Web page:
It’s a common problem in the working world: You want to reach out to someone, but you’ve never met him or her before—and you have no connections in common who can introduce you. So, you’re left with two options. One, giving up. Or two, sending a cold email and hoping it works.

Cold emails leave most people feeling, well, cold. But that’s because most people don’t know the tricks to getting them read and answered.

Quora members feel your pain, so they got together and discussed their best practices for creating cold emails that’ll blow people away.


1. Show Your Value

You know what does work? Providing value that is related to what I do and making your ask as specific as possible.

Jonathan Morse

The worst cold emails ask for a lot with no explanation of what you’re giving in return. Think about it: Would you help a stranger out who messaged you out of the blue saying, “Hey, give me a job?”

Instead, make sure your email explains what you do and how it’s related to what the recipient does. It helps if you fill in this blank before crafting your message: “In exchange for [X], I can offer you [Y].” While you don’t want to write it so robotically, you do want to make sure there is a Y.


2. Make Your Request Small

You should be clear and honest about why you have sent the mail, and if at all possible make your request a small one, or something that would take very little effort for the recipient. Be aware that very few strangers are prepared to meet you for lunch or take time out of their busy day to book a meeting with you just because you would like them to.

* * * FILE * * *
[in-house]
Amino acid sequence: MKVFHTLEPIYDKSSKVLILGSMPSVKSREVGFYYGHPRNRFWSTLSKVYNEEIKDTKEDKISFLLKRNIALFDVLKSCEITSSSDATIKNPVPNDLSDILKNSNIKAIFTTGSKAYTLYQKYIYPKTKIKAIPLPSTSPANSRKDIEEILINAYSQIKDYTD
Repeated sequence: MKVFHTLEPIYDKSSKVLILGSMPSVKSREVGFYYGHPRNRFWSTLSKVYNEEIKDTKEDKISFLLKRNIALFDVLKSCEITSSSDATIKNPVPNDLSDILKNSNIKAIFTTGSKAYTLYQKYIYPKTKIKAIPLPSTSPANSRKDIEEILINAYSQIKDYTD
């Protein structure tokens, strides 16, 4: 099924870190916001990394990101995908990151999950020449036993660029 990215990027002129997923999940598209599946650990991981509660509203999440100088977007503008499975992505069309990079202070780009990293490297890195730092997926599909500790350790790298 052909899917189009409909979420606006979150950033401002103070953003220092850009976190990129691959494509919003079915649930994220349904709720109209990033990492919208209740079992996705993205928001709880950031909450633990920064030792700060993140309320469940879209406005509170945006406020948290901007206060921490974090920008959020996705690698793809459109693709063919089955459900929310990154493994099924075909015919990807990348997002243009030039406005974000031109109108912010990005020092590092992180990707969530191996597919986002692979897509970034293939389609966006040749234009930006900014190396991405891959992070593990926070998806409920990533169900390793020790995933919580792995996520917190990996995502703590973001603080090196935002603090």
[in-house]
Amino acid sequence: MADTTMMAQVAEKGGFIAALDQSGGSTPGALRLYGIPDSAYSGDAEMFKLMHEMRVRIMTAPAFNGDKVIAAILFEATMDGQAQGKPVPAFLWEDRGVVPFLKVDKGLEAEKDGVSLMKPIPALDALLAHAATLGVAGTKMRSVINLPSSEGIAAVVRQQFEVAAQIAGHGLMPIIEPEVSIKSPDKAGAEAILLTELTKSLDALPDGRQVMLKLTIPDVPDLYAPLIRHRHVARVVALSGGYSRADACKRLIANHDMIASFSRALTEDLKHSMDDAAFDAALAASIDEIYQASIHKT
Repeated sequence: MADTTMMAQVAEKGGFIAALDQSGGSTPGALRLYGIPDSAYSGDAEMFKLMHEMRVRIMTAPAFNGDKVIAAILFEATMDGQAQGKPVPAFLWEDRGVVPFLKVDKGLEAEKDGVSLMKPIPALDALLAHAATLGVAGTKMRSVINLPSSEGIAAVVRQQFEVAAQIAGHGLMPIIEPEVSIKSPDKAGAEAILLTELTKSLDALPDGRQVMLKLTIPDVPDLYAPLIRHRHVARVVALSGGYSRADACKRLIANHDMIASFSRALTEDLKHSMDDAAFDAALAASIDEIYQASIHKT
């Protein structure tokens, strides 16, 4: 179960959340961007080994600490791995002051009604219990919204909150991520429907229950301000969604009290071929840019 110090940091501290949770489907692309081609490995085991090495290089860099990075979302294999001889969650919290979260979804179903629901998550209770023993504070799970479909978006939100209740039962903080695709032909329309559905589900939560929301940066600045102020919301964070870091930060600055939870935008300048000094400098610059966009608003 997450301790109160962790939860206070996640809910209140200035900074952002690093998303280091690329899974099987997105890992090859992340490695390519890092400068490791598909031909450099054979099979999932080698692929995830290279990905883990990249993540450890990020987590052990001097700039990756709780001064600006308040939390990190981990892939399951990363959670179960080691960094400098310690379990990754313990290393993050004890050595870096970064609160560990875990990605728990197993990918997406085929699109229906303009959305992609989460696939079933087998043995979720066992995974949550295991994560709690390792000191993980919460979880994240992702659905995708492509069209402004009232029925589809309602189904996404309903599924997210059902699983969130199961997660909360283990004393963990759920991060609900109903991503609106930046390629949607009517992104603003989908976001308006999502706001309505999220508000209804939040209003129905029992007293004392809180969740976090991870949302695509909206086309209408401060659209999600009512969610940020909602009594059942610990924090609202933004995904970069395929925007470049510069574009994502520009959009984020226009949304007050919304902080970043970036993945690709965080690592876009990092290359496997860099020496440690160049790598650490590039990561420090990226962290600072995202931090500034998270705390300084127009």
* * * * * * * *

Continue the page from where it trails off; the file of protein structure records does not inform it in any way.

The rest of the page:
Simon Mercer

Many people are lazy when it comes to meeting up with their current contacts, and they only slack off more when strangers reach out.

So, instead of heading into a cold pitch with the biggest ask you can think of, start small: What’s the bare minimum you need from this person? A short phone call to ask two or three very specific questions may be a better place to start than a one-hour coffee meeting.


3. Create a Great Subject Line

Remember that 80% of the success of a cold email is in the subject line. Yes, you may not know the person, but if the subject line is enticing enough, then you have a chance.

James Welch

Fact: You can usually judge an email by its subject line. While a good one gets you excited to open that message, a bad one makes it easy to send it straight to the trash without a second thought.

When it comes to cold calls, go one of three ways with your subject line:

  • Be flattering (“Inspired by Your Speech at Conference X”)
  • Leverage connections (“Friend of John Smith’s Interested in Talking to You About Y”)
  • Be specific (“Young Marketing Professional With a Quick Question About Z”)

Whatever you do, though, don’t make subject lines an afterthought. Take the time to craft yours and make it good.


4. Keep it Short and Enthusiastic

Be direct, quick, and enthusiastic. Nobody wants their time wasted. Everyone wants as much info as possible. Nobody will respond to you if you don't excite them. If you can keep it under six sentences, that's good.

Aaron Friedman

This was a piece of advice that came up again and again. The KISS principle comes to mind here: Keep it simple, stupid. You shouldn’t be telling your whole life story in a cold pitch. You should be introducing yourself (and providing the person with relevant links if he or she would like to learn more), making a short and specific request, and showing how you add value. The simpler, the better!



What are your other best practices for sending the best cold email ever? Let me know on Twitter!


Photo of woman emailing courtesy of Shutterstock.